• Say the phrase ‘she grasps the clasp of the hasp, and the uncommunicative administrator inside shrugged her soldier’s shoulders’. Authors can add alliterative, multisyllabic monsters for fun and because it can look like artwork on the page, but it can be impossible to narrate well.

There’s a famous story that gets passed around among narrators as well, that’s supposed to illustrate some of the adversarial relationship between authors and narrators. It’s about the use of the phrase ‘pocketed it.’

Eyes to the Future

It may be that your novel never comes out with an audiobook version. But there are several key benefits to you as an author if you approach it as though it might.

  • You start thinking about engaging a different audience earlier in your marketing planning.
  • You start researching audiobook production costs, returns on investment, and schedules as you’re writing your original manuscript.
  • You pay closer attention to natural dialogue as brought out into the physical world.
  • Your writing and storytelling may improve a lot with additional attention to vocal potential
  • Your writing won’t get any worse by considering the narrative value of your book

Using Technology To Help You Be a Better Author for Narrators

As an author who wants the best for their book, you use all the tools at your disposal.

  • Your choice of word processor matters for efficiency, consistency, and analysis.
  • If you use something like Grammarly or Prowritingaid, you can really tighten down stylistic and contextual elements as well as do basic grammar and structure checks. This matters to narrators.
  • Look at transcription software that can help you dictate parts of your book
  • Explore narrative accuracy checking software like Pozotron, to help you ensure your audiobook is read as you intended it, accurate to your text and with correct pronunciations and character voices.

Summary

I’ve been editing and proofing audiobooks professionally since 2013, the majority of that time as an independent contractor with Deyan audio. Having listened to many hundreds of books from brand new narrators all the way through the most seasoned pros, a consistent thought has always been that I wished authors would consider vocalization and narrative flow more in their writing.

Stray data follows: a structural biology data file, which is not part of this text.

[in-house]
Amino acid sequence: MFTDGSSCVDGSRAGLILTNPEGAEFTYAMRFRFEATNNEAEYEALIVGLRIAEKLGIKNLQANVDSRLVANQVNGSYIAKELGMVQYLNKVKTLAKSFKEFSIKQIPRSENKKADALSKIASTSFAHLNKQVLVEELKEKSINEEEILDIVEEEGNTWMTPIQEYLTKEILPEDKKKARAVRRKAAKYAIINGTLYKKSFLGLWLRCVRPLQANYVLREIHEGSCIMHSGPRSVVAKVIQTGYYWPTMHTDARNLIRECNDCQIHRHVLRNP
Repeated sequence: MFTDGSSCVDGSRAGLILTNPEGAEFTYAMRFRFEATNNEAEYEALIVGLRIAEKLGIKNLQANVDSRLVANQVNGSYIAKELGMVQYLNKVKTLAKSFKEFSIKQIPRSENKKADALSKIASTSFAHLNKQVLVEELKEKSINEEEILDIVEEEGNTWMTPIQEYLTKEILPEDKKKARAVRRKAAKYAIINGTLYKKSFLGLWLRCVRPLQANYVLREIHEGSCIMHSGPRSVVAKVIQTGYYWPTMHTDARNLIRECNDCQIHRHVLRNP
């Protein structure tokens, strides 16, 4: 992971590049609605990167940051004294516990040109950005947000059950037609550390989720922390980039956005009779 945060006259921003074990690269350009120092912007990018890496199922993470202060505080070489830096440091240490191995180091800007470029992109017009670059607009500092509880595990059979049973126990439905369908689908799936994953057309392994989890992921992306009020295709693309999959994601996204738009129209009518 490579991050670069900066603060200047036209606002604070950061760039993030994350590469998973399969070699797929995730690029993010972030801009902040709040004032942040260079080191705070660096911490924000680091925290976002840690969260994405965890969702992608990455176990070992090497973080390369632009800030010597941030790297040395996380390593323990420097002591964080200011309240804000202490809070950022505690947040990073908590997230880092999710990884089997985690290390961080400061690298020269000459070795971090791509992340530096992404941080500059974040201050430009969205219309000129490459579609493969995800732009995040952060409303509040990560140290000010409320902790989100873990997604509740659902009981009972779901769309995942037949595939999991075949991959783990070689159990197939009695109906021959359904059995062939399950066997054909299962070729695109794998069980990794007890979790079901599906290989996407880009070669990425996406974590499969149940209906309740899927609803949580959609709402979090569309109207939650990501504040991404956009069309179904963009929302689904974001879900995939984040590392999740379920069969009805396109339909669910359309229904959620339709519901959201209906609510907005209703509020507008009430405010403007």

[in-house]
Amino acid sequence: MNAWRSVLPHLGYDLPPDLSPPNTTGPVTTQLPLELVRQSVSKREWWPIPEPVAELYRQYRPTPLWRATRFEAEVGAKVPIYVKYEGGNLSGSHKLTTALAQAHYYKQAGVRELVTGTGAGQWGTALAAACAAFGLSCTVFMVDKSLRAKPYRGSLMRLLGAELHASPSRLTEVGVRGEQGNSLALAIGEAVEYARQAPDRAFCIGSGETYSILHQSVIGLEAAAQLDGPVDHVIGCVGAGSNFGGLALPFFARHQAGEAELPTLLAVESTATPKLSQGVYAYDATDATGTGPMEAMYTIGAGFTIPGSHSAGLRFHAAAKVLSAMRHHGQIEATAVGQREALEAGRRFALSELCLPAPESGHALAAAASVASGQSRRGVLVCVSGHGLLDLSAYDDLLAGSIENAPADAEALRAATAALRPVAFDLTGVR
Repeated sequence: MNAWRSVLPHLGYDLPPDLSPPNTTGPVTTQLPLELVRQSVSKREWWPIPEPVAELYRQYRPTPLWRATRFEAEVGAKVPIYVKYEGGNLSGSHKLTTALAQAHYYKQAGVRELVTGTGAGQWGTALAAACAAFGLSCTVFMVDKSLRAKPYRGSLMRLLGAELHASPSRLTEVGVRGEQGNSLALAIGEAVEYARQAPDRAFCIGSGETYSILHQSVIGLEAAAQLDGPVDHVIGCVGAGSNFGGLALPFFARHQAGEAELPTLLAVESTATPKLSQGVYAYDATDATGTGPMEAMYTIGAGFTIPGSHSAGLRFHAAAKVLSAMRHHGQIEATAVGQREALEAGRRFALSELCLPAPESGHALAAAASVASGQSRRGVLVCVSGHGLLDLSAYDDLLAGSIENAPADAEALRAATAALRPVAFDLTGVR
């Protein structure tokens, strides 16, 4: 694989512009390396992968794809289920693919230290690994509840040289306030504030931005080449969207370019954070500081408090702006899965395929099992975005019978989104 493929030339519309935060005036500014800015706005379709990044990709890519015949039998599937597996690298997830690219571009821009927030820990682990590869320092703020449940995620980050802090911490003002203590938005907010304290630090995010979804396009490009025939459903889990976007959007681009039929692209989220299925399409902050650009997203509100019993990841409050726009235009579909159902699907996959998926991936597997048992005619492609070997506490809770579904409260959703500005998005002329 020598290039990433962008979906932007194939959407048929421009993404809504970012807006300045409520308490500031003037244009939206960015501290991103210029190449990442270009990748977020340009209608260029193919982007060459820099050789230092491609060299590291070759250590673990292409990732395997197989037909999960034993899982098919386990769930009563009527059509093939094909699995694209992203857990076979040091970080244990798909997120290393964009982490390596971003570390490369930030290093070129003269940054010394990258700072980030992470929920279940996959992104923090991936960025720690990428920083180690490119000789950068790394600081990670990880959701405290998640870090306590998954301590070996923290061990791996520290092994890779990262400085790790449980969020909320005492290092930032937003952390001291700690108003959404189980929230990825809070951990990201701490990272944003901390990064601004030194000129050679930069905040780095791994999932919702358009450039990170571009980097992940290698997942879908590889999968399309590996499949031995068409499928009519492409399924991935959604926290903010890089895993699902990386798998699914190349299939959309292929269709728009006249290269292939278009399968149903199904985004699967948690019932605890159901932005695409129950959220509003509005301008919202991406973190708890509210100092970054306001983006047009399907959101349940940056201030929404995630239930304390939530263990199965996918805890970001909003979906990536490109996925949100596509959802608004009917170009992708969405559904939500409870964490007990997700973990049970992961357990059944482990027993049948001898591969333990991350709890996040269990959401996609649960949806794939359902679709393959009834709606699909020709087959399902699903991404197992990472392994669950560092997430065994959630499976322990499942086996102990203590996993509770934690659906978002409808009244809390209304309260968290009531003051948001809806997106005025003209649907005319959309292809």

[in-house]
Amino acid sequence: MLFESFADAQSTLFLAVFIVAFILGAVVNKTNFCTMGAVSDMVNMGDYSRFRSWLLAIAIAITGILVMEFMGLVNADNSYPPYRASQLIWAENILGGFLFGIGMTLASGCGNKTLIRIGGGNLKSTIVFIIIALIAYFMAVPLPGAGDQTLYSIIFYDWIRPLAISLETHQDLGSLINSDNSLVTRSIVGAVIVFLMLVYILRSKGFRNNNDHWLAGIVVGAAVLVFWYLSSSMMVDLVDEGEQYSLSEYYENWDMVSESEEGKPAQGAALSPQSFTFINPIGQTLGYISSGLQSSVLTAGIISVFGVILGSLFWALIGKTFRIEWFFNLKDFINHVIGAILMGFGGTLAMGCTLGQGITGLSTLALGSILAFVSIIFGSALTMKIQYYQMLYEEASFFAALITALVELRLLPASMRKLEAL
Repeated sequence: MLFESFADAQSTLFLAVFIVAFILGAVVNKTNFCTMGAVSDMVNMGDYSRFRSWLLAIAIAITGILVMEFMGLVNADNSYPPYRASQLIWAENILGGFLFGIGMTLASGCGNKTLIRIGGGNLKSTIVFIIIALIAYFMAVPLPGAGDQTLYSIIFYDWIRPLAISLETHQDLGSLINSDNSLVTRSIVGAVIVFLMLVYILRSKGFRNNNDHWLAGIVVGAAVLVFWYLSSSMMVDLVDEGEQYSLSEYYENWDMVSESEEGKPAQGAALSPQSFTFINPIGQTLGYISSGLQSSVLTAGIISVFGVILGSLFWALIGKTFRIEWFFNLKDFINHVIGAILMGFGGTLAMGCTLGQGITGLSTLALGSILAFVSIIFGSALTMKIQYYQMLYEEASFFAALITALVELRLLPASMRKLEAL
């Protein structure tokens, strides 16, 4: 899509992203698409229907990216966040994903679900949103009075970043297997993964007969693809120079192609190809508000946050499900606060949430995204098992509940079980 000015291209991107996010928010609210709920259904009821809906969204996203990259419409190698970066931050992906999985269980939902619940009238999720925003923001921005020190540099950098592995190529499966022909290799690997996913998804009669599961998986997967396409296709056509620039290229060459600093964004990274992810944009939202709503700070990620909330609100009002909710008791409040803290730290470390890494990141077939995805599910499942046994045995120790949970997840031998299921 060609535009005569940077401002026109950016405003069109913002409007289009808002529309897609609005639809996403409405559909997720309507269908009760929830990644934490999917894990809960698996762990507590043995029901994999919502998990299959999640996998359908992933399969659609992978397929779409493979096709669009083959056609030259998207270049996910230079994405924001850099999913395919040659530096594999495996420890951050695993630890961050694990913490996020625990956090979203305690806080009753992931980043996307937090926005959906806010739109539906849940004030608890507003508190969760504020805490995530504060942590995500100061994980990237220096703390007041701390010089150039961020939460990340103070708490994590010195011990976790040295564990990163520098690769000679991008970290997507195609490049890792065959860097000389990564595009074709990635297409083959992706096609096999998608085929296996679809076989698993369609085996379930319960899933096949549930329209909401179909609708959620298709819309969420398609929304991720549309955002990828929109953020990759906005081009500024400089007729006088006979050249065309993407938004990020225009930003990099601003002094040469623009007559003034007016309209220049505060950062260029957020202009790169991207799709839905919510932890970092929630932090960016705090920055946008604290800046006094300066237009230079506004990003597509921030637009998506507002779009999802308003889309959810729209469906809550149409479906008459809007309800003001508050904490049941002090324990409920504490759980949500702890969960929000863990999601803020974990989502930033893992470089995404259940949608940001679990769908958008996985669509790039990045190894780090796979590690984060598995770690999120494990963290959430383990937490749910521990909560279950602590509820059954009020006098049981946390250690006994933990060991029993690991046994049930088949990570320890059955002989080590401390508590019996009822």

Every single book that I’ve ever worked on could have been better with an editing pass through the lens of a narrator.

I worked on one celebrity project where the author came into the studio and made a big deal about creating an audio version of the book. Not two minutes into the session, they sounded shocked.

“Oh wow. I’ve never actually said these words out loud before.”

I’m particularly passionate about illustrating the gap between what is and what could be when it comes to writing for audio. With just a subtle reframing of intention from the very beginning of the book writing process, the potential for an improvement in textual as well as auditory aspects of storytelling is massive.

If you’re currently writing a book, working through the process of crafting your story in text, consider some of the suggestions here and see how quickly your ah-ha moments will bubble to the surface.

You can also reach out to me to brainstorm how to ensure your book is ready for audio by emailing me at [email protected]. I look forward to chatting with you!

This Post Has One Comment
  1. I was looking to find some blogs on writing for audio to get some help to know how can we easily write for audio. I got to learn a lot of things from here and a lot more to learn for me I got some thoughts clear after reading this and I hope I will find more like this and then I can start writing for audio.